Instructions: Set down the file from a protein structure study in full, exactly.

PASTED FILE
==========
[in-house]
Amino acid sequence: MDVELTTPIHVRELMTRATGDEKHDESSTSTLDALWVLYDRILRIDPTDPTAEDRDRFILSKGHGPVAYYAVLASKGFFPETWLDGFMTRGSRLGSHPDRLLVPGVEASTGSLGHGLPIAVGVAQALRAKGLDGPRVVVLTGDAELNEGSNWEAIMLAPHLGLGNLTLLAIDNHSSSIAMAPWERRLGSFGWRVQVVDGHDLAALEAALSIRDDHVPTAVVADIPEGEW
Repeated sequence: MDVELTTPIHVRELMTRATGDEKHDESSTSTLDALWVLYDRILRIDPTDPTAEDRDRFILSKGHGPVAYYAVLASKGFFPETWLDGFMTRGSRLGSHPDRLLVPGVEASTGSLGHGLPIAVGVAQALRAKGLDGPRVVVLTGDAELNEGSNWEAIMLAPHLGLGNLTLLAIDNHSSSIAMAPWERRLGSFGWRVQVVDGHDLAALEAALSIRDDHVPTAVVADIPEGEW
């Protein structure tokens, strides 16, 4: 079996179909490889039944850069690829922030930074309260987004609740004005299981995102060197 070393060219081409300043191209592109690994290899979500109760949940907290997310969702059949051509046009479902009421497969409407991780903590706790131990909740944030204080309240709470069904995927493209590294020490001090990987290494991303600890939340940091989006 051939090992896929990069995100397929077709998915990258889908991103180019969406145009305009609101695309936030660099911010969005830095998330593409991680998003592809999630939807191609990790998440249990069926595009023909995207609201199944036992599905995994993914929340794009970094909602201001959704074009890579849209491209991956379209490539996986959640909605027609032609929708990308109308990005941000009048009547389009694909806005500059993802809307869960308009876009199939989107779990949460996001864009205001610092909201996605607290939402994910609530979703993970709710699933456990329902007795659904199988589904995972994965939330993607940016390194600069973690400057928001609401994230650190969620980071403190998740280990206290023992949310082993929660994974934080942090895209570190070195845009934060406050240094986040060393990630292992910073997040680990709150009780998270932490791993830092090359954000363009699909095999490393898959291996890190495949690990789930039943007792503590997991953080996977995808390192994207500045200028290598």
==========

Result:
[in-house]
Amino acid sequence: MDVELTTPIHVRELMTRATGDEKHDESSTSTLDALWVLYDRILRIDPTDPTAEDRDRFILSKGHGPVAYYAVLASKGFFPETWLDGFMTRGSRLGSHPDRLLVPGVEASTGSLGHGLPIAVGVAQALRAKGLDGPRVVVLTGDAELNEGSNWEAIMLAPHLGLGNLTLLAIDNHSSSIAMAPWERRLGSFGWRVQVVDGHDLAALEAALSIRDDHVPTAVVADIPEGEW
Repeated sequence: MDVELTTPIHVRELMTRATGDEKHDESSTSTLDALWVLYDRILRIDPTDPTAEDRDRFILSKGHGPVAYYAVLASKGFFPETWLDGFMTRGSRLGSHPDRLLVPGVEASTGSLGHGLPIAVGVAQALRAKGLDGPRVVVLTGDAELNEGSNWEAIMLAPHLGLGNLTLLAIDNHSSSIAMAPWERRLGSFGWRVQVVDGHDLAALEAALSIRDDHVPTAVVADIPEGEW
């Protein structure tokens, strides 16, 4: 079996179909490889039944850069690829922030930074309260987004609740004005299981995102060197 070393060219081409300043191209592109690994290899979500109760949940907290997310969702059949051509046009479902009421497969409407991780903590706790131990909740944030204080309240709470069904995927493209590294020490001090990987290494991303600890939340940091989006 051939090992896929990069995100397929077709998915990258889908991103180019969406145009305009609101695309936030660099911010969005830095998330593409991680998003592809999630939807191609990790998440249990069926595009023909995207609201199944036992599905995994993914929340794009970094909602201001959704074009890579849209491209991956379209490539996986959640909605027609032609929708990308109308990005941000009048009547389009694909806005500059993802809307869960308009876009199939989107779990949460996001864009205001610092909201996605607290939402994910609530979703993970709710699933456990329902007795659904199988589904995972994965939330993607940016390194600069973690400057928001609401994230650190969620980071403190998740280990206290023992949310082993929660994974934080942090895209570190070195845009934060406050240094986040060393990630292992910073997040680990709150009780998270932490791993830092090359954000363009699909095999490393898959291996890190495949690990789930039943007792503590997991953080996977995808390192994207500045200028290598």